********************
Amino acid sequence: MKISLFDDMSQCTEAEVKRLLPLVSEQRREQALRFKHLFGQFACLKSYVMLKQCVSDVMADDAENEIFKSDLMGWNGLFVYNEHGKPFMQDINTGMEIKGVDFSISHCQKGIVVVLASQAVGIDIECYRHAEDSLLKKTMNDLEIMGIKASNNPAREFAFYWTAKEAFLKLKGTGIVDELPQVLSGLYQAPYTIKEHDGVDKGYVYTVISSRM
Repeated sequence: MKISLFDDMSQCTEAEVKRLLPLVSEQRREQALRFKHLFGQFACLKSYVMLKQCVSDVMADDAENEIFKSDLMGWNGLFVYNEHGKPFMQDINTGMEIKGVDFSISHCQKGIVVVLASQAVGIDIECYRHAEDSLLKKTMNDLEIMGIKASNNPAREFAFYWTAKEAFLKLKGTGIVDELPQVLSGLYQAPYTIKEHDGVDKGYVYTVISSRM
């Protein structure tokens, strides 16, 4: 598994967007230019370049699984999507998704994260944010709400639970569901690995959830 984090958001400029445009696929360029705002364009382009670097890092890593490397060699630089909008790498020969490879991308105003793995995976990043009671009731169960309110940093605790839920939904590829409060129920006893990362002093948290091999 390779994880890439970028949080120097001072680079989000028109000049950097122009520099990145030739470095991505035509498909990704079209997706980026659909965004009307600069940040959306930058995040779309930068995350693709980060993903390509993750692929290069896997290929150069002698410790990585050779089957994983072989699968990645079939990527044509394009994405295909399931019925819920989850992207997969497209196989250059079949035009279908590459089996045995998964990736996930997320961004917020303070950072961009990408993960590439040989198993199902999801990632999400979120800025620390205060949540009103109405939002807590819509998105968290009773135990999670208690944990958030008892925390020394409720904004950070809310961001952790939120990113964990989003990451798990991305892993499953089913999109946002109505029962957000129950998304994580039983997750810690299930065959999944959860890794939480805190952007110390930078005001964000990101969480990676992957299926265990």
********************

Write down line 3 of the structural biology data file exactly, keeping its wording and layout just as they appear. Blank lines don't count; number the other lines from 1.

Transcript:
């Protein structure tokens, strides 16, 4: 598994967007230019370049699984999507998704994260944010709400639970569901690995959830 984090958001400029445009696929360029705002364009382009670097890092890593490397060699630089909008790498020969490879991308105003793995995976990043009671009731169960309110940093605790839920939904590829409060129920006893990362002093948290091999 390779994880890439970028949080120097001072680079989000028109000049950097122009520099990145030739470095991505035509498909990704079209997706980026659909965004009307600069940040959306930058995040779309930068995350693709980060993903390509993750692929290069896997290929150069002698410790990585050779089957994983072989699968990645079939990527044509394009994405295909399931019925819920989850992207997969497209196989250059079949035009279908590459089996045995998964990736996930997320961004917020303070950072961009990408993960590439040989198993199902999801990632999400979120800025620390205060949540009103109405939002807590819509998105968290009773135990999670208690944990958030008892925390020394409720904004950070809310961001952790939120990113964990989003990451798990991305892993499953089913999109946002109505029962957000129950998304994580039983997750810690299930065959999944959860890794939480805190952007110390930078005001964000990101969480990676992957299926265990």